Which the average range of an electric bus? This is one of the main questions that public transport operators and authorities are asking themselves when they are dealing with a product, the battery-electric bus, which does not yet have a sufficient track record to allow certain evidence.
Certainly, it is known that the range of an electric bus is influenced by the outside temperature, the use of air conditioning systems and, above all, heating. Last but not least, the driving behavior is decisive as well. On the basis of the information gathered so far, let’s try to sum up what we can outline on the topic: how much does an electric bus consume?
Empiric figures. Electric bus range with 18-meter vehicles
Empiric figures come from the Ebus Test yearly held in Germany under the coordination of the specialized magazine Omnibusspiegel. In 2018, the test focused on 18-meter articulated buses. Three manufacturers took up the challenge: Bozankaya Sileo, Solaris, VDL. Following three days of tests in real operations condition on Bonn’s streets, the Ebus Test team measures the consumption of the vehicles, used to provide an average value between the competitors.
Then, which was the result? Consumption was between 1.65 and 1.84 kilowatt hours per kilometer. Heating off but air conditioning on. Around 20 per cent of losses during charging operation should be taken into consideration. Based on this data, a 18-meter bus with 350 kWh of capacity can cover a range between 190 and 210 kilometres.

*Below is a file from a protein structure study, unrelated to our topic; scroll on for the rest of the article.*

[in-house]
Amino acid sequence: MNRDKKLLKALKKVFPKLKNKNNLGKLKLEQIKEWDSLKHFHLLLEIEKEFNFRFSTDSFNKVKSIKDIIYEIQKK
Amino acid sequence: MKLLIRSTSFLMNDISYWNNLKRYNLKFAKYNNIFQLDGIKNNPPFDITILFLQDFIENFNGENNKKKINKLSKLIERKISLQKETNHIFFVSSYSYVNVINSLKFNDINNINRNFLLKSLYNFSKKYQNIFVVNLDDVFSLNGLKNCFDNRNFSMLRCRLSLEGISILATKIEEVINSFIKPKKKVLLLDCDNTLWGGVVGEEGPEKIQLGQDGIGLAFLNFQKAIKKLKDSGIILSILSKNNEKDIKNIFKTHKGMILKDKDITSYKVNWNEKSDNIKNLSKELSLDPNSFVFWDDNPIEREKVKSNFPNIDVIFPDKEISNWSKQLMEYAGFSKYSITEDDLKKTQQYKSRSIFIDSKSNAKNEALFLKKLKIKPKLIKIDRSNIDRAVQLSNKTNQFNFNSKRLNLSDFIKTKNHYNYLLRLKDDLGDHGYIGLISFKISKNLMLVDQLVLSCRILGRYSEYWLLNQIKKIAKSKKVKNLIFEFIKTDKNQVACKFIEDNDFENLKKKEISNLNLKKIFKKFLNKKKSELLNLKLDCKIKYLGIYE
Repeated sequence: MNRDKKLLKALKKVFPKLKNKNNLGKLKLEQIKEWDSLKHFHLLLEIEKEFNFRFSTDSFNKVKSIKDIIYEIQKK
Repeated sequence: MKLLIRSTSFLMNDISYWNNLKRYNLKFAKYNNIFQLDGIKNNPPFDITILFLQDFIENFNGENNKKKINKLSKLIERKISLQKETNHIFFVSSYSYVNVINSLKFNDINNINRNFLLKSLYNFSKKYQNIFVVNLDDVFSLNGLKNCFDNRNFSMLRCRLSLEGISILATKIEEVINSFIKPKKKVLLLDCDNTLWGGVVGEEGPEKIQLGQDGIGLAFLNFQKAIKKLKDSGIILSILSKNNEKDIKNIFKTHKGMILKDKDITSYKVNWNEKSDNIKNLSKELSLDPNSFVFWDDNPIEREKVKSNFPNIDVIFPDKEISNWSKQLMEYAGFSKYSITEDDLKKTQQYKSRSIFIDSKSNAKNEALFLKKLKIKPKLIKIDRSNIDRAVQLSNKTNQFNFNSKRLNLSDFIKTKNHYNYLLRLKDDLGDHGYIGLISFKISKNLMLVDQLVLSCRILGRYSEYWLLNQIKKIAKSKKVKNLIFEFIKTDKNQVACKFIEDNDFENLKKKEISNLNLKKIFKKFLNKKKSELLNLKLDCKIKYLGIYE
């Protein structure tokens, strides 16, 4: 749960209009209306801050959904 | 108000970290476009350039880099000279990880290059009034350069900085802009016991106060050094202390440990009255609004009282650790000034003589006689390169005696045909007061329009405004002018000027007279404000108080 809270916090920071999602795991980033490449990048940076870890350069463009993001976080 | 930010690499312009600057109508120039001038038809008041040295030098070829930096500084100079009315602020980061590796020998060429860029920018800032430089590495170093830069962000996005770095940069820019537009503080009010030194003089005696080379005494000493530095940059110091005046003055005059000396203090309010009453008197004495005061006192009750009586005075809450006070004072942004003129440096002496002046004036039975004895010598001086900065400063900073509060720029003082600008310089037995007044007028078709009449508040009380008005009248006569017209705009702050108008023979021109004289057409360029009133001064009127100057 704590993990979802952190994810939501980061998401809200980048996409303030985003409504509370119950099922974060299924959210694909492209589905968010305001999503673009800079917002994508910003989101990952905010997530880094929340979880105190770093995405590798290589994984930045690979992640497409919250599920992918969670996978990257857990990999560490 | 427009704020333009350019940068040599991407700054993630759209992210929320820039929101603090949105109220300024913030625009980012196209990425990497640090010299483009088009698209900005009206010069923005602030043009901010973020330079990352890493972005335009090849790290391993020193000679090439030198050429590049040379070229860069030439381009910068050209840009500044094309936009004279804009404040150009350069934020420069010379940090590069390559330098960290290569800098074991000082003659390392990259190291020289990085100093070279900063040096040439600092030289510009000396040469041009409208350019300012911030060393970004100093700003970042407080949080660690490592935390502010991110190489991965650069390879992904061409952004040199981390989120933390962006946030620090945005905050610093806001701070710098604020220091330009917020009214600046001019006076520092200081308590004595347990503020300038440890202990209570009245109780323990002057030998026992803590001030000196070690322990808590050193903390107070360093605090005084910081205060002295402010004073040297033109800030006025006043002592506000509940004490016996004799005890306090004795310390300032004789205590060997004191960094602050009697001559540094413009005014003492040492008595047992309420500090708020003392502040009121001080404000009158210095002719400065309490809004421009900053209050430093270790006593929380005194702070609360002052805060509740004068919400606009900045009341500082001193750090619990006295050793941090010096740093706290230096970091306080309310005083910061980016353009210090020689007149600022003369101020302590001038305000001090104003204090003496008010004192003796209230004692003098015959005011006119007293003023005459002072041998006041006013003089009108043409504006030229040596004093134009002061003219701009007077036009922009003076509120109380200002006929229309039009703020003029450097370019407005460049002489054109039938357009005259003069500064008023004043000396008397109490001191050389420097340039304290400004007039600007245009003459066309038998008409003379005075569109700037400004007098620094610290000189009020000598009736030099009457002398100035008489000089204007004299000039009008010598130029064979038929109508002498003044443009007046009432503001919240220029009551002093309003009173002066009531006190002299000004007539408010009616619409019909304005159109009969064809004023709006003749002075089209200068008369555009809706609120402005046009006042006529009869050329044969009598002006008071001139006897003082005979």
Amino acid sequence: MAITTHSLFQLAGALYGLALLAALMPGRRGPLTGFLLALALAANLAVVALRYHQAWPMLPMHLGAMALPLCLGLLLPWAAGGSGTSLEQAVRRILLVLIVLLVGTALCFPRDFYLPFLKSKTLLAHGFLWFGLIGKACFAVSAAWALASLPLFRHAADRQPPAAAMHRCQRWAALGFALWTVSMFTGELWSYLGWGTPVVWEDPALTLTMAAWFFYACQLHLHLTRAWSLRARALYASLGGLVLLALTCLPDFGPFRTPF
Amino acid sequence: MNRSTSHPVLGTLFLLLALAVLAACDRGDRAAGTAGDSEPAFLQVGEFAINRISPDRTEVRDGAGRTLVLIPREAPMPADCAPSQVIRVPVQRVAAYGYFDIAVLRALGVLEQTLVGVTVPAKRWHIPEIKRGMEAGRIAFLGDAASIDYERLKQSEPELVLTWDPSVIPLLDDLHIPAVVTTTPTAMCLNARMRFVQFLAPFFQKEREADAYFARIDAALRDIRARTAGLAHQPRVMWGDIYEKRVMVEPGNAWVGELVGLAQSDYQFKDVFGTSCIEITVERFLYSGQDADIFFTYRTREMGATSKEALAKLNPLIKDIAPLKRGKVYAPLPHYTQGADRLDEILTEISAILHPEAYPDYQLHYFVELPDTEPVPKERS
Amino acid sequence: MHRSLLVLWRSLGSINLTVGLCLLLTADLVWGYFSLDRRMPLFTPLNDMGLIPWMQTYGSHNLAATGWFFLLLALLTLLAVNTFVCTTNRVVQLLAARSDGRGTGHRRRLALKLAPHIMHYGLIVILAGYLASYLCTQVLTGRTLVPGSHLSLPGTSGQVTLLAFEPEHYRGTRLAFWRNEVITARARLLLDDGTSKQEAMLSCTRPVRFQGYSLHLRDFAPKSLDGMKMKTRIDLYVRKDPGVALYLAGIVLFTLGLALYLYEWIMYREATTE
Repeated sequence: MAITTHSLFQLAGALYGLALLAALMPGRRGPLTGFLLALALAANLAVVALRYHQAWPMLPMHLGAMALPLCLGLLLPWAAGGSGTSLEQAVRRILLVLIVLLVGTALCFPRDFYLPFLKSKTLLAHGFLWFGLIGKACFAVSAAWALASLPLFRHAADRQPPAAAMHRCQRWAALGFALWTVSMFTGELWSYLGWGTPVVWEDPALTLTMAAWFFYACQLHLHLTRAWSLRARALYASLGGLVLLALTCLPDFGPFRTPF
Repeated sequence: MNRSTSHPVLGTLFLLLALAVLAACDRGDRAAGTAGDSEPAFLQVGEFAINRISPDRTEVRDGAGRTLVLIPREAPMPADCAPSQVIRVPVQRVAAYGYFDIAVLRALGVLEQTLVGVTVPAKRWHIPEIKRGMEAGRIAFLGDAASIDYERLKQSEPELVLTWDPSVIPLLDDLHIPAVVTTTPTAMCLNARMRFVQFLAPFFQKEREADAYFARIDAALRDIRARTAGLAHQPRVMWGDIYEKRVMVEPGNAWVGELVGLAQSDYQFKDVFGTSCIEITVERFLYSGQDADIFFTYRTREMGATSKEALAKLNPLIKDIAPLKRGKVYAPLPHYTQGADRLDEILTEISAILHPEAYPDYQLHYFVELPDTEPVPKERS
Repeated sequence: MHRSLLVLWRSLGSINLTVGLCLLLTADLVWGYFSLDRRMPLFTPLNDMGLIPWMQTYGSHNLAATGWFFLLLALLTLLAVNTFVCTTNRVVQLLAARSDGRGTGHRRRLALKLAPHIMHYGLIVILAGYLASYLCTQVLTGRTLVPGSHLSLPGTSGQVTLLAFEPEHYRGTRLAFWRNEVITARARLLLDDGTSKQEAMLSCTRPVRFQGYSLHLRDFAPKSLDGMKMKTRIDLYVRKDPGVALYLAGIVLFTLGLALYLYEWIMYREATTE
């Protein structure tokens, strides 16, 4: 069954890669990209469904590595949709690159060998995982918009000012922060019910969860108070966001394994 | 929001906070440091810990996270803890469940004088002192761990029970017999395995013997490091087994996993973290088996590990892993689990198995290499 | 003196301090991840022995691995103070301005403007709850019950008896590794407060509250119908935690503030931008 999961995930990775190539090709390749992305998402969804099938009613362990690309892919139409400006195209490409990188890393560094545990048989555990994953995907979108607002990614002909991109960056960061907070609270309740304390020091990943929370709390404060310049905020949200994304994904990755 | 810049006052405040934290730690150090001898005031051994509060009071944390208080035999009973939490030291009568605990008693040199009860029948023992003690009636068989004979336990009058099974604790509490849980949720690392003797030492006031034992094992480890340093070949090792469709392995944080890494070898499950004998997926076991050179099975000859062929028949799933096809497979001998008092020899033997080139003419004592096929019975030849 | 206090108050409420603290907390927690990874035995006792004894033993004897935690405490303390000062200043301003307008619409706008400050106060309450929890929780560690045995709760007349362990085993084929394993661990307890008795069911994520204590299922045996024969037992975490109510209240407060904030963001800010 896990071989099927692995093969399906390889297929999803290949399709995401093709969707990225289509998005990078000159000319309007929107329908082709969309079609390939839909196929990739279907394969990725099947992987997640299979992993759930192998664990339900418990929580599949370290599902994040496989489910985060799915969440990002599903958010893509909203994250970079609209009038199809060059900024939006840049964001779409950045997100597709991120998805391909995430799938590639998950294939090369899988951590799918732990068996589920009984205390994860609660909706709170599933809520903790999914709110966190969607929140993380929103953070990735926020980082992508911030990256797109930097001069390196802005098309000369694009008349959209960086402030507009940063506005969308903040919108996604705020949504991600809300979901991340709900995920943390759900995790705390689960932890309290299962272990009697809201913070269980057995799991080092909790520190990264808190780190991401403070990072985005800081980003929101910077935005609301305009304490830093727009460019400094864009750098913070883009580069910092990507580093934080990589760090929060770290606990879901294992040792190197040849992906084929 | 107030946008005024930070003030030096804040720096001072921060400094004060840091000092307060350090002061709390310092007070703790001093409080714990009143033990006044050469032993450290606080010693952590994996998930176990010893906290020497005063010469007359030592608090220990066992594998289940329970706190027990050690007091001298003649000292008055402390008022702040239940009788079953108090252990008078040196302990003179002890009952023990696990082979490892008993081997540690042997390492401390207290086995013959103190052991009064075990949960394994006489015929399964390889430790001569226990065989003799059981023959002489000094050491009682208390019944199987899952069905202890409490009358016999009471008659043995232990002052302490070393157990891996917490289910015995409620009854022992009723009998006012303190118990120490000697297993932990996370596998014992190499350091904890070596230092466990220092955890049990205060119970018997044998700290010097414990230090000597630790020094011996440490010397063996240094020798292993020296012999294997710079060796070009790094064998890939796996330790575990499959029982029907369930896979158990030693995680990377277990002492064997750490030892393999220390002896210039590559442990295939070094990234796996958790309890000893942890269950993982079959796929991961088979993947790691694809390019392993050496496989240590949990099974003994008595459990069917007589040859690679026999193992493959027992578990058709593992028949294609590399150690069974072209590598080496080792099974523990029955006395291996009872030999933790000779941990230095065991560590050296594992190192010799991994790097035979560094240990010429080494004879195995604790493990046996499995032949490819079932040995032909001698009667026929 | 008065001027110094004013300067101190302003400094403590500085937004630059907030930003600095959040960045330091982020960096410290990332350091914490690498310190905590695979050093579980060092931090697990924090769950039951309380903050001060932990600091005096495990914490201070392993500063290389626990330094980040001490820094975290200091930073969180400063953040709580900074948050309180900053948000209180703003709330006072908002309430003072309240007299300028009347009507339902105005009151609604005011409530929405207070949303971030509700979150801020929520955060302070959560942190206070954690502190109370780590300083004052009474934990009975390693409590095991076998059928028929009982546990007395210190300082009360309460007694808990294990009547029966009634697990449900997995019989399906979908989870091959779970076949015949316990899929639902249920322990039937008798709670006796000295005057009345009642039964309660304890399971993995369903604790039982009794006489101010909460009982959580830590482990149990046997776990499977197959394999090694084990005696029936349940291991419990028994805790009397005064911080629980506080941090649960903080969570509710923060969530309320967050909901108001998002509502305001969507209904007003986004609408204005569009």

And what about 12-meter e-buses range? (in winter)
Followingly, in 2019 the focus of Ebus Test was on 12-meter buses. This time, there were seven contenders on the starting blocks. The calculation of electric bus consumption was not easy, as temperatures were slightly above zero, so a considerable amount of the energy consumed went to heating. Also, not all vehicles were charged under the same conditions: some charging stations were located indoors, others outdoors.
Adding another bit to an already diversified mix, buses with a diesel-fuelled auxiliary heating system consumed less power than those whose ambient temperature control is entirely battery-powered. As is natural, diesel and power consumption levels are inversely proportionate to each other.
So, these were the results: vehicles heated with the help of an auxiliary fossil fuel heater consume from 110.5 kWh plus 20 litres of fuel to 144 kWh plus 6.4 litres. Power consumption on buses with full-electric heating, “diluted” over 100 km, stands in the range between 179 and 235 kWh. In other words, consumption is reported to span between 1 and 1.4 kWh/km on buses with fossil fuelled heating systems, and up to 2.35 on electrically heated ones.
That is to say: taking as a sample a solobus with (considerable) battery capacity of 300 kWh, range of the electric bus varies from 214 to 300 if diesel-heated and as low as 130 km if electrically-heated. A huge difference.
Electric bus range emerges from data
A few hints on this topics come from an interview we had with Viriciti COO and co-founder Alexander Schabert. ViriCiti is a Dutch telematics company founded as a startup in 2012 with the mission of providing fleet management platforms to operators, particularly with regards to electric buses. The data collected by the company can be useful to determine which is the average consumption of electric buses, and therefore their range on one charge.